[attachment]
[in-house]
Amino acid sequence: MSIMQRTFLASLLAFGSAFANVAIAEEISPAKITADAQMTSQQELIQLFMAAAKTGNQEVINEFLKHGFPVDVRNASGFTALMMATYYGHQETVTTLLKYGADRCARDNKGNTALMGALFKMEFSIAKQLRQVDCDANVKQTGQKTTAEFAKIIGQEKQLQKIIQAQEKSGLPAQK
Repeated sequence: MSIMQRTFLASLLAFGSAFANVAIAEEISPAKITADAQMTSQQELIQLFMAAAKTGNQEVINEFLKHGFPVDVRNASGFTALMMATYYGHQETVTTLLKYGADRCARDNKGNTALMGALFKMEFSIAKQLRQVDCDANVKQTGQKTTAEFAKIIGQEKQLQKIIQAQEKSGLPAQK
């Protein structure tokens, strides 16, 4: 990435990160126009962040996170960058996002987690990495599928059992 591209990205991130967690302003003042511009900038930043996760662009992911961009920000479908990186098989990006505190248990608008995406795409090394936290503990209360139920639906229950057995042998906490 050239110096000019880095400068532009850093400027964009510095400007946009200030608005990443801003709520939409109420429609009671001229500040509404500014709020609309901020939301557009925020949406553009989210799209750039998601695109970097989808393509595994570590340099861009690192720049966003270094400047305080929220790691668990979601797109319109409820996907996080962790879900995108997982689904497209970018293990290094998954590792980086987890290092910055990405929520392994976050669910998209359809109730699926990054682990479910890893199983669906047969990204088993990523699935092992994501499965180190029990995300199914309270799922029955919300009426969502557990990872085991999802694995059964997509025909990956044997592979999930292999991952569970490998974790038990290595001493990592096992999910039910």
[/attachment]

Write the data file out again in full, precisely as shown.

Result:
[in-house]
Amino acid sequence: MSIMQRTFLASLLAFGSAFANVAIAEEISPAKITADAQMTSQQELIQLFMAAAKTGNQEVINEFLKHGFPVDVRNASGFTALMMATYYGHQETVTTLLKYGADRCARDNKGNTALMGALFKMEFSIAKQLRQVDCDANVKQTGQKTTAEFAKIIGQEKQLQKIIQAQEKSGLPAQK
Repeated sequence: MSIMQRTFLASLLAFGSAFANVAIAEEISPAKITADAQMTSQQELIQLFMAAAKTGNQEVINEFLKHGFPVDVRNASGFTALMMATYYGHQETVTTLLKYGADRCARDNKGNTALMGALFKMEFSIAKQLRQVDCDANVKQTGQKTTAEFAKIIGQEKQLQKIIQAQEKSGLPAQK
């Protein structure tokens, strides 16, 4: 990435990160126009962040996170960058996002987690990495599928059992 591209990205991130967690302003003042511009900038930043996760662009992911961009920000479908990186098989990006505190248990608008995406795409090394936290503990209360139920639906229950057995042998906490 050239110096000019880095400068532009850093400027964009510095400007946009200030608005990443801003709520939409109420429609009671001229500040509404500014709020609309901020939301557009925020949406553009989210799209750039998601695109970097989808393509595994570590340099861009690192720049966003270094400047305080929220790691668990979601797109319109409820996907996080962790879900995108997982689904497209970018293990290094998954590792980086987890290092910055990405929520392994976050669910998209359809109730699926990054682990479910890893199983669906047969990204088993990523699935092992994501499965180190029990995300199914309270799922029955919300009426969502557990990872085991999802694995059964997509025909990956044997592979999930292999991952569970490998974790038990290595001493990592096992999910039910």